3. On the Page Next to the Form:If your product lends itself to visible and tangible results, you might not have enough room in your sign up form to do a testimonial justice. Simply use the remaining page space to exhibit pictures, graphs, charts and any other data from happy customers that would convince new visitors that they can also profit from your emails.

Tactic #2: Persuade Via Email

You can also use the social influence of testimonials as a sales tactic with subscribers who are already on your email list, just like Shape FX does with their product.

email testimonial

According to Cialdini, “when people are uncertain, they are more likely to use others’ actions to decide how they themselves should act.” The personal experiences that others have with your service give you credibility and situate your product favorably in the eyes of the subscriber.

Your testimonials have to be relevant and address “what-ifs” and hesitations. If you are selling a specific product, using a customer testimonial about a different product is a big no-no.

And don’t use a testimonial just for the sake of using one. Make sure that the kind words you use about your company really reflect how your service can help prospects.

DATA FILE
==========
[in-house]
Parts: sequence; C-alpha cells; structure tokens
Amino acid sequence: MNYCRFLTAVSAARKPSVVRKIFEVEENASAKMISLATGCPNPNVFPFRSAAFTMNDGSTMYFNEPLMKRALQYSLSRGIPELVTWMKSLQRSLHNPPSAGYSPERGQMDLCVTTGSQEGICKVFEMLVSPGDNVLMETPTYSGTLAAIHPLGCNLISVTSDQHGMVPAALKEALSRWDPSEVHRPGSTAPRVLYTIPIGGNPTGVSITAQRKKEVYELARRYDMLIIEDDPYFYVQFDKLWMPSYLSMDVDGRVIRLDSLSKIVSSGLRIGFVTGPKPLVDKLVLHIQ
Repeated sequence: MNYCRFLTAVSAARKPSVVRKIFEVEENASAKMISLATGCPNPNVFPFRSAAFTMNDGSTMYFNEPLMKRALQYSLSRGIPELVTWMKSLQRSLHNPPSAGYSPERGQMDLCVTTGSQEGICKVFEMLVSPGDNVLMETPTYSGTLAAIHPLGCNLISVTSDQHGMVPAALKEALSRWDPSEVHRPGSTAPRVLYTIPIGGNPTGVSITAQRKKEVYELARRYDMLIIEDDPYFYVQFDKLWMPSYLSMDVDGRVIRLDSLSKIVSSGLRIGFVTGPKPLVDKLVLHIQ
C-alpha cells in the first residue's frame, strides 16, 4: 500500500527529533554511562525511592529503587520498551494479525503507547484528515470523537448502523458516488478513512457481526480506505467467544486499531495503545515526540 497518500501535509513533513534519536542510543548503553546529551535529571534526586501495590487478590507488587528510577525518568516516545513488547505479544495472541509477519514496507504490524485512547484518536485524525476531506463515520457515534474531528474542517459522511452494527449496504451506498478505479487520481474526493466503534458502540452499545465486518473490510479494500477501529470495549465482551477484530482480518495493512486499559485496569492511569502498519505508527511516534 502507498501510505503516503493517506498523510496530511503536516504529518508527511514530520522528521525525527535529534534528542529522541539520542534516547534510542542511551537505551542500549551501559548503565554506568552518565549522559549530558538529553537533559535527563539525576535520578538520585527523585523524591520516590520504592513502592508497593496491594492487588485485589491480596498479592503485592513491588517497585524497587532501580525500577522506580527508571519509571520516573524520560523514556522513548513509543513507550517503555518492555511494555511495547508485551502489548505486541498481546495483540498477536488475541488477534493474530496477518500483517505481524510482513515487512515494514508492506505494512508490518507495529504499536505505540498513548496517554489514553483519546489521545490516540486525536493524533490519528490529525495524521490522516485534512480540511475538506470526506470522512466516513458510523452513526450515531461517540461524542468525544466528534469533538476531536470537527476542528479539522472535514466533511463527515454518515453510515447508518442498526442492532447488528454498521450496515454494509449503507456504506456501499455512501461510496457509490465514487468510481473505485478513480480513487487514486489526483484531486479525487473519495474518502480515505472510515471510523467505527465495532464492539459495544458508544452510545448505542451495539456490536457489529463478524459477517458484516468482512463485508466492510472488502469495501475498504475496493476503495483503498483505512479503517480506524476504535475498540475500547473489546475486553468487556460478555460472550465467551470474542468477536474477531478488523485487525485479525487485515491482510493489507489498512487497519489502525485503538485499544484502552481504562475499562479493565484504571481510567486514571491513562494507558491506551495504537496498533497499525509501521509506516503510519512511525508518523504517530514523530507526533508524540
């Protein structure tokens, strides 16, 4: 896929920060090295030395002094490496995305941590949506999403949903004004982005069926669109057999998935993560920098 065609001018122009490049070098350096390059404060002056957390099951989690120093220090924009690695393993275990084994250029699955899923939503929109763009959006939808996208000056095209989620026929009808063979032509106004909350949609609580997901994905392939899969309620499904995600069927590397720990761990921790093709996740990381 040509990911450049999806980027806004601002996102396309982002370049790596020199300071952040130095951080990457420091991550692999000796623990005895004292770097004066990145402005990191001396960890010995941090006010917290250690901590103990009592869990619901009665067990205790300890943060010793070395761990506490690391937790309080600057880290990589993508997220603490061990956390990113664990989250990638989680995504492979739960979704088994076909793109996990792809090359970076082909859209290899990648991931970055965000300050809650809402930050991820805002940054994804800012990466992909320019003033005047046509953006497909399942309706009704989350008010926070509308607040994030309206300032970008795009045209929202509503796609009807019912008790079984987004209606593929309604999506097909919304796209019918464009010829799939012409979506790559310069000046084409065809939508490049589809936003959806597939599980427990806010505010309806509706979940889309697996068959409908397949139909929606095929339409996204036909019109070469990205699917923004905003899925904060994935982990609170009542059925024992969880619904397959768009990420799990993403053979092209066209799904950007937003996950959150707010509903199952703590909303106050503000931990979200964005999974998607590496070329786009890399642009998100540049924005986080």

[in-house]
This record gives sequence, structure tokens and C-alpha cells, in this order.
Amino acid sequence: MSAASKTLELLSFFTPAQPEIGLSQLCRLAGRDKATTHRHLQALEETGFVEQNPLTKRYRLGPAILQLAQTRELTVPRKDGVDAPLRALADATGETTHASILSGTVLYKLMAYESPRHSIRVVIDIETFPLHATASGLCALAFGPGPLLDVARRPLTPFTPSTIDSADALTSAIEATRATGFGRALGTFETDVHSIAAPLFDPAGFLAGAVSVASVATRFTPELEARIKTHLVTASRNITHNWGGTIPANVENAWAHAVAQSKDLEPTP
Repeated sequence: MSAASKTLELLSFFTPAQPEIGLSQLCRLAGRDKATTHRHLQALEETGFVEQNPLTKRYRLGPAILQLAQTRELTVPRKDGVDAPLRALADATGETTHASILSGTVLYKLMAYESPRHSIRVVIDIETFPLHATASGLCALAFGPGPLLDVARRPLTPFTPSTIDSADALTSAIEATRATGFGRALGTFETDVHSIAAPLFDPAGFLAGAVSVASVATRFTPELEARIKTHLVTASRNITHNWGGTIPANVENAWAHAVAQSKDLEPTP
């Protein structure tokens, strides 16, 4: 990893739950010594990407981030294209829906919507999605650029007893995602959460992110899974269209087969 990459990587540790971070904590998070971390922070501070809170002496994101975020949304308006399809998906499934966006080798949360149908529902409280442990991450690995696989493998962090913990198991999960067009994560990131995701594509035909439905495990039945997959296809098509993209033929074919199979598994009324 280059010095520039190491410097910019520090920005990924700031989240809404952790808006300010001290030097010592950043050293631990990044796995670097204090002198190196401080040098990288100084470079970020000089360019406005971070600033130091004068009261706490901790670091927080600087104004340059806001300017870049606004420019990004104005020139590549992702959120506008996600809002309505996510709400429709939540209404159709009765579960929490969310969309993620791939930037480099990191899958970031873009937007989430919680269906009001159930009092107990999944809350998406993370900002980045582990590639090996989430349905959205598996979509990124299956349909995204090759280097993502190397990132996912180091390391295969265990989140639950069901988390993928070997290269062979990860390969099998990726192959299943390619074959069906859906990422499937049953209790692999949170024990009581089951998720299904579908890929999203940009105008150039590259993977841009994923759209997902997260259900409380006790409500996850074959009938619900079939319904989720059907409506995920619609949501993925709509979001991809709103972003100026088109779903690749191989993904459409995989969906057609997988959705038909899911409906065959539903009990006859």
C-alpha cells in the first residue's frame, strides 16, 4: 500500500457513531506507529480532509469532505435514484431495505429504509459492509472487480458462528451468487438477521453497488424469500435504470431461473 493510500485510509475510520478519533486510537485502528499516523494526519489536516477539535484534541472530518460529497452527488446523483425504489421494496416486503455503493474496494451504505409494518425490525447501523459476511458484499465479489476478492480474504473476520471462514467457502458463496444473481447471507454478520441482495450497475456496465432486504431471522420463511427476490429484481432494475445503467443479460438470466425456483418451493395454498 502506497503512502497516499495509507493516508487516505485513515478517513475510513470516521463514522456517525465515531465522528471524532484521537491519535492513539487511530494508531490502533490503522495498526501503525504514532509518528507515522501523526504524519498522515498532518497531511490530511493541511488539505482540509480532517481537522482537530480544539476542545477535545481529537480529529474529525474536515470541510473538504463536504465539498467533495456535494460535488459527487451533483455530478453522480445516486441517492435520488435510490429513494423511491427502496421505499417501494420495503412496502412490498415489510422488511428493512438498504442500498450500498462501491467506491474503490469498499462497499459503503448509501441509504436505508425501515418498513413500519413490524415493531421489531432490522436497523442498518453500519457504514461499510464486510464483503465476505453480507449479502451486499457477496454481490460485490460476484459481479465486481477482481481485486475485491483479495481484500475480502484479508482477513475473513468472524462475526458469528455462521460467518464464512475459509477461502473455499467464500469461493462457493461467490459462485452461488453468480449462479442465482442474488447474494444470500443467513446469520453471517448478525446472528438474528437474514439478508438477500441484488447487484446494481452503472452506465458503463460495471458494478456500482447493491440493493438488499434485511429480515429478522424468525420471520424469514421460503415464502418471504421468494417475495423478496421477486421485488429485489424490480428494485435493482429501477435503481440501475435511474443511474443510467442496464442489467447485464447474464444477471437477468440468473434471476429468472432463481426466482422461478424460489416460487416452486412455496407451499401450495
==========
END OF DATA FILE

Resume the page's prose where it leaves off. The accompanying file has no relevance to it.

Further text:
Think about the questions that potential customers might have, and review your positive customer feedback to see if anyone addresses those issues. Prospects might be wondering what makes you different from your competition, or how your service will really benefit them – your testimonials should help them overcome that initial hesitation.

Where To Try Testimonials in an Email

  1. In the Header:A quick quote from a satisfied consumer makes a great slogan or tag-line for your business. Incorporate a particularly persuasive testimonial in your email header and readers will be compelled to read on.
  2. In the Body:If you are out of ideas for what to include in your emails, highlighting a particular customer’s story and documenting their experience with your product can provide you with relevant and inspiring content to include somewhere in your email before the call to action. The testimonial will build the reader’s confidence and reduce their apprehension before making your request.You can also include a testimonial next to, above or below the call to action. As we mentioned earlier in regard to web forms, some testimonials require more proof than just words. The best way to exhibit that proof in email is to place images, charts and other visuals in close proximity to the quote.